Journal cover Journal topic
Atmospheric Measurement Techniques An interactive open-access journal of the European Geosciences Union
Journal topic

Journal metrics

IF value: 3.668
IF3.668
IF 5-year value: 3.707
IF 5-year
3.707
CiteScore value: 6.3
CiteScore
6.3
SNIP value: 1.383
SNIP1.383
IPP value: 3.75
IPP3.75
SJR value: 1.525
SJR1.525
Scimago H <br class='widget-line-break'>index value: 77
Scimago H
index
77
h5-index value: 49
h5-index49
Volume 6, issue 6
Atmos. Meas. Tech., 6, 1491–1501, 2013
https://doi.org/10.5194/amt-6-1491-2013
© Author(s) 2013. This work is distributed under
the Creative Commons Attribution 3.0 License.
Atmos. Meas. Tech., 6, 1491–1501, 2013
https://doi.org/10.5194/amt-6-1491-2013
© Author(s) 2013. This work is distributed under
the Creative Commons Attribution 3.0 License.

Research article 05 Jun 2013

Research article | 05 Jun 2013

Evaluating calibration strategies for isotope ratio infrared spectroscopy for atmospheric 13CO2 / 12CO2 measurement

X.-F. Wen1, Y. Meng1, X.-Y. Zhang1, X.-M. Sun1, and X. Lee2,3 X.-F. Wen et al.
  • 1Key Laboratory of Ecosystem Network Observation and Modeling, Institute of Geographic Sciences and Natural Resources Research, Chinese Academy of Sciences, Beijing 100101, China
  • 2Yale-NUIST Center on Atmospheric Environment, Nanjing University of Information Science & Technology, Nanjing 210044, China
  • 3School of Forestry and Environmental Studies, Yale University, New Haven, Connecticut 06511, USA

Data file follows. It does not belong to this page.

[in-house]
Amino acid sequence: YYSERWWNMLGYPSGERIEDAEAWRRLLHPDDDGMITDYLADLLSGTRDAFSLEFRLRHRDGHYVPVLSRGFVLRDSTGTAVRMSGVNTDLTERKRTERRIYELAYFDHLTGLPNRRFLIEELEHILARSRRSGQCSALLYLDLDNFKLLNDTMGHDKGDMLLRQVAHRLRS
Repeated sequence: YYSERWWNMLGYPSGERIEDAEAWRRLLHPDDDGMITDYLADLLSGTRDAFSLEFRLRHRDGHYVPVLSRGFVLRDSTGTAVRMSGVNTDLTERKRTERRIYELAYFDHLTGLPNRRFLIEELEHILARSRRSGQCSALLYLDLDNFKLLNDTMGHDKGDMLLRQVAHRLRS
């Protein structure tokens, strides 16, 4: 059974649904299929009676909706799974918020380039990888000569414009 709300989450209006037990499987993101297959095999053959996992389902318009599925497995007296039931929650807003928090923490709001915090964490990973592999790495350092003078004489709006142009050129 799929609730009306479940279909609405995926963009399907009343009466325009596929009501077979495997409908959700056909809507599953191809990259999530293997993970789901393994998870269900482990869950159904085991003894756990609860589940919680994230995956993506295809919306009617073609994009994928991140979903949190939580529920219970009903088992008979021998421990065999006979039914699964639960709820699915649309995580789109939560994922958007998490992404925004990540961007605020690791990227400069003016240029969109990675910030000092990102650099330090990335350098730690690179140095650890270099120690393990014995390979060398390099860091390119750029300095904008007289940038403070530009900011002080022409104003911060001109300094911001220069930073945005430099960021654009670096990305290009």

Abstract. Isotope ratio infrared spectroscopy (IRIS) provides an in situ technique for measuring δ13C in atmospheric CO2. A number of methods have been proposed for calibrating the IRIS measurements, but few studies have systematically evaluated their accuracy for atmospheric applications. In this study, we carried out laboratory and ambient measurements with two commercial IRIS analyzers and compared the accuracy of four calibration strategies. We found that calibration based on the 12C and 13C mixing ratios (Bowling et al., 2003) and on linear interpolation of the measured delta using the mixing ratio of the major isotopologue (Lee et al., 2005) yielded accuracy better than 0.06‰. Over a 7-day atmospheric measurement in Beijing, the two analyzers agreed to within −0.02 ± 0.18‰ after proper calibration. However, even after calibration the difference between the two analyzers showed a slight correlation with concentration, and this concentration dependence propagated through the Keeling analysis, resulting in a much larger difference of 2.44‰ for the Keeling intercept. The high sensitivity of the Keeling analysis to the concentration dependence underscores the challenge of IRIS for atmospheric research.

Publications Copernicus
Download
Citation